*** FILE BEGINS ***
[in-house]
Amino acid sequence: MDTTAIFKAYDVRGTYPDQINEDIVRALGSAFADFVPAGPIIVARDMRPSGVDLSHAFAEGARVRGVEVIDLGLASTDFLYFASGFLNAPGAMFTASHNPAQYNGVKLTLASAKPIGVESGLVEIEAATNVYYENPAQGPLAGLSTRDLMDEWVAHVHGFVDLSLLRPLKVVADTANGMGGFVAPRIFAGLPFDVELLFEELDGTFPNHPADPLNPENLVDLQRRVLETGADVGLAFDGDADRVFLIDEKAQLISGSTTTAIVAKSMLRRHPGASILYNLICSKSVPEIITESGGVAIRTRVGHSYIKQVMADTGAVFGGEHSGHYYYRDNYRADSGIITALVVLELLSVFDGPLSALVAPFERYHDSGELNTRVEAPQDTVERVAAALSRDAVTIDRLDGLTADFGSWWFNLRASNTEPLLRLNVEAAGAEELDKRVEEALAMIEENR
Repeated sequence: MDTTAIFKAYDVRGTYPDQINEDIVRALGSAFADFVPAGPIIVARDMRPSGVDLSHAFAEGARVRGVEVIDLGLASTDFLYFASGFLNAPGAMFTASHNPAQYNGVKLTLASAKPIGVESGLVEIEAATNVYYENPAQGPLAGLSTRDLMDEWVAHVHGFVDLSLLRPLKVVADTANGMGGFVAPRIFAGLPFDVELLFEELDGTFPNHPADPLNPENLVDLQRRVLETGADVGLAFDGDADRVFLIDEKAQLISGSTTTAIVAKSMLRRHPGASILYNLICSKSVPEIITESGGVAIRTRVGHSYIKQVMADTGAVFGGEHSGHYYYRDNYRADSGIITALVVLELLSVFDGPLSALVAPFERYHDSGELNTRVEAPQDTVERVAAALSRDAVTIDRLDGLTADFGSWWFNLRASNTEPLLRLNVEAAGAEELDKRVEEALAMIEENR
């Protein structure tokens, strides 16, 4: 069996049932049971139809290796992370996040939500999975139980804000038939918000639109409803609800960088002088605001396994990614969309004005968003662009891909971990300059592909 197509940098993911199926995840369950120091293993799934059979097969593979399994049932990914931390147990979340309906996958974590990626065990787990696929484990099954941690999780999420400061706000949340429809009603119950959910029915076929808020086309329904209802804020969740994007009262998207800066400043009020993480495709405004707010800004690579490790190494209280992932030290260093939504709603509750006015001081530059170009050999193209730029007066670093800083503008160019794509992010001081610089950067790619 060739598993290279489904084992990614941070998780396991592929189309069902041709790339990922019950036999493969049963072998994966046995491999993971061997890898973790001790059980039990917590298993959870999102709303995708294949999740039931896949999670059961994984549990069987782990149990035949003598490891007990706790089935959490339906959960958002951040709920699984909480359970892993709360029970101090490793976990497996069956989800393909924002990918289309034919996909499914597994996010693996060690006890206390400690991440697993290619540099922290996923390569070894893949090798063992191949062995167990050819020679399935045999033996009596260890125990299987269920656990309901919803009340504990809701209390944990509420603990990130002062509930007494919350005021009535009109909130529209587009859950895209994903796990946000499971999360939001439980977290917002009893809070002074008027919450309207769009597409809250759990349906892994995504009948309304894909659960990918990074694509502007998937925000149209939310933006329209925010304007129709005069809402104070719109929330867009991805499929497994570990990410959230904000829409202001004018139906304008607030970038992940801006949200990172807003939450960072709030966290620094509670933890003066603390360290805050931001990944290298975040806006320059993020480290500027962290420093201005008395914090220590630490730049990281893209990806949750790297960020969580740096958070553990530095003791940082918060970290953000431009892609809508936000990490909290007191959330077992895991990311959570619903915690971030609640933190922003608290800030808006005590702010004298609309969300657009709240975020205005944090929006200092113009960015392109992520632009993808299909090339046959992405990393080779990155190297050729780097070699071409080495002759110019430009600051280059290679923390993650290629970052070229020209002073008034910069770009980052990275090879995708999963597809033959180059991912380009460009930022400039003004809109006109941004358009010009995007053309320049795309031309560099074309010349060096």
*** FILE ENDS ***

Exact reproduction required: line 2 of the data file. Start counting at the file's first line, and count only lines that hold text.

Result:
Amino acid sequence: MDTTAIFKAYDVRGTYPDQINEDIVRALGSAFADFVPAGPIIVARDMRPSGVDLSHAFAEGARVRGVEVIDLGLASTDFLYFASGFLNAPGAMFTASHNPAQYNGVKLTLASAKPIGVESGLVEIEAATNVYYENPAQGPLAGLSTRDLMDEWVAHVHGFVDLSLLRPLKVVADTANGMGGFVAPRIFAGLPFDVELLFEELDGTFPNHPADPLNPENLVDLQRRVLETGADVGLAFDGDADRVFLIDEKAQLISGSTTTAIVAKSMLRRHPGASILYNLICSKSVPEIITESGGVAIRTRVGHSYIKQVMADTGAVFGGEHSGHYYYRDNYRADSGIITALVVLELLSVFDGPLSALVAPFERYHDSGELNTRVEAPQDTVERVAAALSRDAVTIDRLDGLTADFGSWWFNLRASNTEPLLRLNVEAAGAEELDKRVEEALAMIEENR